The Media Consumer Experience Study 2011 is the first instalment of an annual survey commissioned by the Media Development Authority (MDA) with the aim of studying consumer feedback on various aspects of the media content and services across broadcast, print and online platforms.
It is conducted by Singapore Internet Research Centre at the Nanyang Technological University. The sample size for the main survey is 1,030, and the respondents’ demographic mix is representative of the profile of the Singaporean population while the Study is being carried out. Both quantitative and qualitative analyses are conducted through face-to-face interviews and focus group discussions from Sep 2011 to Jan 2012.
Some of the questions in this Study were benchmarked against and drew reference from similar international surveys.
Section 1: Overall Media Satisfaction
This section focuses on the satisfaction levels towards media content that is available in Singapore. The overall results show there is a relatively high level of local consumer satisfaction. The index score of 72% shows that local consumers surveyed are satisfied with media services in Singapore, with a satisfaction level that is between "Satisfied" and "Very Satisfied" on a 7-point scale1.
On this same scale, respondents reflect that they are generally satisfied with the quality and variety of local and foreign content available in Singapore. Respondents are most contented with the variety of channels available on free-to-air (FTA) and pay-TV platforms, as well as the wide variety of local newspapers, local radio stations, as well as foreign movies and DVDs.
Respondents also report high satisfaction levels for the quality of local content, such as newspapers, radio programmes, local websites, as well as the content offerings of local pay-TV broadcasters.
While consumers are generally pleased with the quality and variety of local video games, applications and animation series, satisfaction levels are relatively lower. This could be due to limited contact with such content for some consumers.
Section 2: Broadcast Industry
This section seeks to establish the consumer satisfaction level with free-to-air (FTA) and pay-TV broadcasters in Singapore. It examines the quality of the content offered by the broadcasters, as well as their quality of reception, reliability of service and customer service standards.
The results show that consumers are generally satisfied with local broadcasters. More than 80% of respondents say they are satisfied with the programming on MediaCorp across almost all channels. Respondents also indicate that they are satisfied with the quality of reception, reliability of service and customer service standards of local FTA and pay-TV broadcasters.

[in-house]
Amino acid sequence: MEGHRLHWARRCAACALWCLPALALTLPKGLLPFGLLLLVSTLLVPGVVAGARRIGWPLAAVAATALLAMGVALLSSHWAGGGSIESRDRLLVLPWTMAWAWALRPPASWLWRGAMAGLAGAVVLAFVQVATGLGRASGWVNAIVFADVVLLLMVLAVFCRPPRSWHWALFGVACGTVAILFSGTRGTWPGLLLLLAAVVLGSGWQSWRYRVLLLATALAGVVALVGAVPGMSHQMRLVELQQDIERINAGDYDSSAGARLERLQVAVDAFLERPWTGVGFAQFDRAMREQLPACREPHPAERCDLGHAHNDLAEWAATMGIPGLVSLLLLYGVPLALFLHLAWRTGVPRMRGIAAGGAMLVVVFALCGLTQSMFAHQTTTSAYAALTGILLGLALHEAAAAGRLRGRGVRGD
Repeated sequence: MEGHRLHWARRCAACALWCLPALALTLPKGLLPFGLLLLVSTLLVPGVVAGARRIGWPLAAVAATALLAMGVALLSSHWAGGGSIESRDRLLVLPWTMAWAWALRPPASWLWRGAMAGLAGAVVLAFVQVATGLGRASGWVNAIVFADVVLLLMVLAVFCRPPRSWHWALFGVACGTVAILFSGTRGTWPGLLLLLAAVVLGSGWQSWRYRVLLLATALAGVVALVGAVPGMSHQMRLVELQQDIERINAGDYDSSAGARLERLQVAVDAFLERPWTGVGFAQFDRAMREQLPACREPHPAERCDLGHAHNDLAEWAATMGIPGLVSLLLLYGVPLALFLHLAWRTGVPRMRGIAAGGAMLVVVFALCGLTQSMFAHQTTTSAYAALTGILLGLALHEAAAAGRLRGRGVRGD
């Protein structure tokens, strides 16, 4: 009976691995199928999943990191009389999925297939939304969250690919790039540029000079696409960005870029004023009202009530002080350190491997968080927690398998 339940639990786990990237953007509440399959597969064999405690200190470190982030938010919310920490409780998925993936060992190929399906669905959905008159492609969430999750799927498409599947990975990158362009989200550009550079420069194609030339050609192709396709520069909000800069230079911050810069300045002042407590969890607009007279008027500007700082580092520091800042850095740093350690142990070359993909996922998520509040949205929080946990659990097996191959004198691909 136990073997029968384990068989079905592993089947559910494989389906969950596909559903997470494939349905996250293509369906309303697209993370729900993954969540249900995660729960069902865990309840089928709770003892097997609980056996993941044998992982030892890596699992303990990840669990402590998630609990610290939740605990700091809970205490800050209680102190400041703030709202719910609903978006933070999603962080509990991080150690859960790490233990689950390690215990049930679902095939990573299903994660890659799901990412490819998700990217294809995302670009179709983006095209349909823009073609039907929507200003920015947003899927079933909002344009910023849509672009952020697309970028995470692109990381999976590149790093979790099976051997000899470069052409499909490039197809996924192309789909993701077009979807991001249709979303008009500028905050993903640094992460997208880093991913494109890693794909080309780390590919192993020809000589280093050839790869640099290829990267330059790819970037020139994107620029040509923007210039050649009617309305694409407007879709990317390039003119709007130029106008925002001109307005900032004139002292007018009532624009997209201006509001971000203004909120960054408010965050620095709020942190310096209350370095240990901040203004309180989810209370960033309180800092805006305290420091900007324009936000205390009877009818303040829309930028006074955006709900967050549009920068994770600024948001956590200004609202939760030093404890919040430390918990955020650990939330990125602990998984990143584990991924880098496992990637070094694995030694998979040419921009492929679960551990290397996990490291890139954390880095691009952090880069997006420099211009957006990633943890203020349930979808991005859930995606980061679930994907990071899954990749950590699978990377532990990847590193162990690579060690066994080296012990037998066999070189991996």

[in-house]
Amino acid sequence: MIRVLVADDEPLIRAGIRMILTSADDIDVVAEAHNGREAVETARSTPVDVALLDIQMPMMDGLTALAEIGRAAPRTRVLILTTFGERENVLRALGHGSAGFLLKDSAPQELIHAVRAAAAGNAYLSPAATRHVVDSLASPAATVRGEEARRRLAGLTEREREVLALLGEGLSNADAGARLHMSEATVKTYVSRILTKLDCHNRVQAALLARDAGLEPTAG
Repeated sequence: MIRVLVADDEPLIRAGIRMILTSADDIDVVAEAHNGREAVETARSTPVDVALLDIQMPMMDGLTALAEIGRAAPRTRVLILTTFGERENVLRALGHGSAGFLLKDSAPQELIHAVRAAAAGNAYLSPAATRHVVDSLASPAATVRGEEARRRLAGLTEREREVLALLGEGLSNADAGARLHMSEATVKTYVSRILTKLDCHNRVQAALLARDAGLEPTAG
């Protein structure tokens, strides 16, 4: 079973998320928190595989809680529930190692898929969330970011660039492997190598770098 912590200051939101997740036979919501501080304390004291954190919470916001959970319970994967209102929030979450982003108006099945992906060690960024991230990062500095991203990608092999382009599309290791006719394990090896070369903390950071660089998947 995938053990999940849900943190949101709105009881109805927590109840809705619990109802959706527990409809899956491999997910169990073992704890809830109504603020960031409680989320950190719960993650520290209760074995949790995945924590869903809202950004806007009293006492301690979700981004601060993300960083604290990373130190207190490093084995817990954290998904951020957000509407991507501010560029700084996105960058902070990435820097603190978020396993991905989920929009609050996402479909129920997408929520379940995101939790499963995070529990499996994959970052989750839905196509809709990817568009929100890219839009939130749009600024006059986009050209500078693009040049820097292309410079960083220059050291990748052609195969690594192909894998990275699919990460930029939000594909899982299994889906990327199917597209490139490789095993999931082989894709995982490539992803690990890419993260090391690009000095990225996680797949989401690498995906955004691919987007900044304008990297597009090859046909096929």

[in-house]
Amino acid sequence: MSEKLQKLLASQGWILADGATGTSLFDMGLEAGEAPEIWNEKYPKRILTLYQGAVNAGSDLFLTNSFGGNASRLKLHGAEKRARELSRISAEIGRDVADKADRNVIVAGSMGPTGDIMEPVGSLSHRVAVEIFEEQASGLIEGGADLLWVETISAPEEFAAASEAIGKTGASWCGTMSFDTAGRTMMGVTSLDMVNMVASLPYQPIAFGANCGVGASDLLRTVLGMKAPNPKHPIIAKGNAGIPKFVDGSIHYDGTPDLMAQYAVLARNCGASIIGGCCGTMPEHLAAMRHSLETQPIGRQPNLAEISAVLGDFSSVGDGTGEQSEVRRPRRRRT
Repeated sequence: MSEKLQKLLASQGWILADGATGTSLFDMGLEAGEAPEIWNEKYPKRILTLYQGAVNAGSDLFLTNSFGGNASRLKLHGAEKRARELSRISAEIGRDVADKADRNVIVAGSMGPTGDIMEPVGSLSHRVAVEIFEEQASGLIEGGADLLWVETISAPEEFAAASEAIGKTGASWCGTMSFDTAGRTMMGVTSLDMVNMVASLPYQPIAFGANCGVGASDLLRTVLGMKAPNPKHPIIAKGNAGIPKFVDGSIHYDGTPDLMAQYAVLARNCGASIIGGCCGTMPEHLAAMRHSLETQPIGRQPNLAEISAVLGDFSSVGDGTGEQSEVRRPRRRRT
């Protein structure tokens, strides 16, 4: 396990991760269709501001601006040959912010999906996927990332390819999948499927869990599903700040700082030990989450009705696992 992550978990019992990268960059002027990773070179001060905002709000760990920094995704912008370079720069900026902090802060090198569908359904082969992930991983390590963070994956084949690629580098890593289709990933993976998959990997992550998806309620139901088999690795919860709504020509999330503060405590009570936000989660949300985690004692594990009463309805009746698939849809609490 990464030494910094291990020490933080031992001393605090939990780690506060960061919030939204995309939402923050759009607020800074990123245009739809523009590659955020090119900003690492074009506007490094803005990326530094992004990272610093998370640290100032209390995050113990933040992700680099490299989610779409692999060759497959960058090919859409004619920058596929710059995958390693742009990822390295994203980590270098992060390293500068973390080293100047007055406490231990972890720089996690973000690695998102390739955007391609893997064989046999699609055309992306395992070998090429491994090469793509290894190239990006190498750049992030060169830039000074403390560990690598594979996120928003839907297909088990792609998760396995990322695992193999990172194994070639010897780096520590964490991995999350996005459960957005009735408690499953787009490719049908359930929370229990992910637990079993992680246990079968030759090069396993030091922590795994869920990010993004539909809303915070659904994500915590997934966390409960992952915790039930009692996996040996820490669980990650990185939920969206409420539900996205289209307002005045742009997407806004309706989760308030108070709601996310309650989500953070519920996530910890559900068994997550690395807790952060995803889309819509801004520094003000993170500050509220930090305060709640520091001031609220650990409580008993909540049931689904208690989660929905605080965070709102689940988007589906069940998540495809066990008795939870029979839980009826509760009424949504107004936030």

Section 3: Media Credibility
This section aims to determine public perception towards news and information available on traditional and online sources in Singapore.
Roughly 4 out of 10 respondents in the 15 to 19 age group reveal they believe most or all of what they read on the Internet is true, including information that is unverified. This survey finding points to a need for greater public education on media literacy.
Traditional news sources continue to be a trusted source of information among all respondents. Relatively high proportions of respondents across all ages think that news programmes are credible, as compared to documentaries or reality TV. However, those below the age of 30 tend to view traditional news sources with relative scepticism.
Section 4: Classification/ Internet Filters
This section seeks to ascertain public perception of the effectiveness of Singapore's ratings-based classification system and usage of tools such as Internet filters in protecting children from undesirable content.
Respondents are generally satisfied with the content ratings for all media, such as free-to-air (FTA) and pay-TV programmes, imported publication and video games. However, results show that a majority of parents with children under 21 years old do not use Internet filters to guide their children's Web activities. Governments and schools may need to ramp up public education to increase adoption.
For more details, refer to the full study here (MCES2011).
1Please note that the index score should not be interpreted as the percentage of respondents that are satisfied.